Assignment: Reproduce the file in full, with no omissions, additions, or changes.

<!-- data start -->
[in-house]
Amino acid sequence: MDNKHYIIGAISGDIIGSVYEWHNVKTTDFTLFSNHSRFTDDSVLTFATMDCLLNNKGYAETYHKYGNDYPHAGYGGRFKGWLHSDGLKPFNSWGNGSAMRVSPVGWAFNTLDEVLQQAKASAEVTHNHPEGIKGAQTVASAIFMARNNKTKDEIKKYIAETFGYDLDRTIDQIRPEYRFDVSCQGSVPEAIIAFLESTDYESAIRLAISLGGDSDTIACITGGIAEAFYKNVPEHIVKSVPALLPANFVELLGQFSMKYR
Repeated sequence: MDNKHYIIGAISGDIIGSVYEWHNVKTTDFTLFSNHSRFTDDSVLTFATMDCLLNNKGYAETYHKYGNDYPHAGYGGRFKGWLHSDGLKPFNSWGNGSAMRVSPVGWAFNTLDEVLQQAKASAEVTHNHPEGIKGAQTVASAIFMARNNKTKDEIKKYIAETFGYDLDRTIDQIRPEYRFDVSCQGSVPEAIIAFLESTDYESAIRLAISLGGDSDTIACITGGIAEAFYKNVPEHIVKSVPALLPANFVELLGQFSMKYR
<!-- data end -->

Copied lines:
[in-house]
Amino acid sequence: MDNKHYIIGAISGDIIGSVYEWHNVKTTDFTLFSNHSRFTDDSVLTFATMDCLLNNKGYAETYHKYGNDYPHAGYGGRFKGWLHSDGLKPFNSWGNGSAMRVSPVGWAFNTLDEVLQQAKASAEVTHNHPEGIKGAQTVASAIFMARNNKTKDEIKKYIAETFGYDLDRTIDQIRPEYRFDVSCQGSVPEAIIAFLESTDYESAIRLAISLGGDSDTIACITGGIAEAFYKNVPEHIVKSVPALLPANFVELLGQFSMKYR
Repeated sequence: MDNKHYIIGAISGDIIGSVYEWHNVKTTDFTLFSNHSRFTDDSVLTFATMDCLLNNKGYAETYHKYGNDYPHAGYGGRFKGWLHSDGLKPFNSWGNGSAMRVSPVGWAFNTLDEVLQQAKASAEVTHNHPEGIKGAQTVASAIFMARNNKTKDEIKKYIAETFGYDLDRTIDQIRPEYRFDVSCQGSVPEAIIAFLESTDYESAIRLAISLGGDSDTIACITGGIAEAFYKNVPEHIVKSVPALLPANFVELLGQFSMKYR